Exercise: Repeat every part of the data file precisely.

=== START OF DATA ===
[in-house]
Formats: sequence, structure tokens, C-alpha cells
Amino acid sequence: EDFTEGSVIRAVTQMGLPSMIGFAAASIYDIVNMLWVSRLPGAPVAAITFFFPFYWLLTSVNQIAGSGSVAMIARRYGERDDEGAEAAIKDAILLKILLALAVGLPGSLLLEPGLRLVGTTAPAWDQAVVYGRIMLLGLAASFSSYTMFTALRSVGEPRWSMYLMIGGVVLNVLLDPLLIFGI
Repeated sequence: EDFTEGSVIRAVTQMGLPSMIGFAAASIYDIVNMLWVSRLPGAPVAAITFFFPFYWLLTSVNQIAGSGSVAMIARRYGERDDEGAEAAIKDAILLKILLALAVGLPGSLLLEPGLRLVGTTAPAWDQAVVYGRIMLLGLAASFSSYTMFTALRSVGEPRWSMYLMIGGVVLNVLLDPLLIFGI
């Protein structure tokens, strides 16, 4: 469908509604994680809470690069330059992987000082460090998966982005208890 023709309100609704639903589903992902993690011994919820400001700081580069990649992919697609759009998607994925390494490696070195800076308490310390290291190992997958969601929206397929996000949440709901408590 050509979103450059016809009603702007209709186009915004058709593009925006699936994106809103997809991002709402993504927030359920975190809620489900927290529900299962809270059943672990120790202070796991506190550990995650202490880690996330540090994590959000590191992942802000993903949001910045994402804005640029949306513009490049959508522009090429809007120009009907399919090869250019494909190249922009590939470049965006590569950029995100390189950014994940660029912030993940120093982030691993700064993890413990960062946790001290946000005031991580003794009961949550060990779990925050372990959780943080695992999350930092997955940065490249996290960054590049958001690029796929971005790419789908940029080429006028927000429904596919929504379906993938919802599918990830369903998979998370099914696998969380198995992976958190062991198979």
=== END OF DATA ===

[in-house]
Formats: sequence, structure tokens, C-alpha cells
Amino acid sequence: EDFTEGSVIRAVTQMGLPSMIGFAAASIYDIVNMLWVSRLPGAPVAAITFFFPFYWLLTSVNQIAGSGSVAMIARRYGERDDEGAEAAIKDAILLKILLALAVGLPGSLLLEPGLRLVGTTAPAWDQAVVYGRIMLLGLAASFSSYTMFTALRSVGEPRWSMYLMIGGVVLNVLLDPLLIFGI
Repeated sequence: EDFTEGSVIRAVTQMGLPSMIGFAAASIYDIVNMLWVSRLPGAPVAAITFFFPFYWLLTSVNQIAGSGSVAMIARRYGERDDEGAEAAIKDAILLKILLALAVGLPGSLLLEPGLRLVGTTAPAWDQAVVYGRIMLLGLAASFSSYTMFTALRSVGEPRWSMYLMIGGVVLNVLLDPLLIFGI
């Protein structure tokens, strides 16, 4: 469908509604994680809470690069330059992987000082460090998966982005208890 023709309100609704639903589903992902993690011994919820400001700081580069990649992919697609759009998607994925390494490696070195800076308490310390290291190992997958969601929206397929996000949440709901408590 050509979103450059016809009603702007209709186009915004058709593009925006699936994106809103997809991002709402993504927030359920975190809620489900927290529900299962809270059943672990120790202070796991506190550990995650202490880690996330540090994590959000590191992942802000993903949001910045994402804005640029949306513009490049959508522009090429809007120009009907399919090869250019494909190249922009590939470049965006590569950029995100390189950014994940660029912030993940120093982030691993700064993890413990960062946790001290946000005031991580003794009961949550060990779990925050372990959780943080695992999350930092997955940065490249996290960054590049958001690029796929971005790419789908940029080429006028927000429904596919929504379906993938919802599918990830369903998979998370099914696998969380198995992976958190062991198979």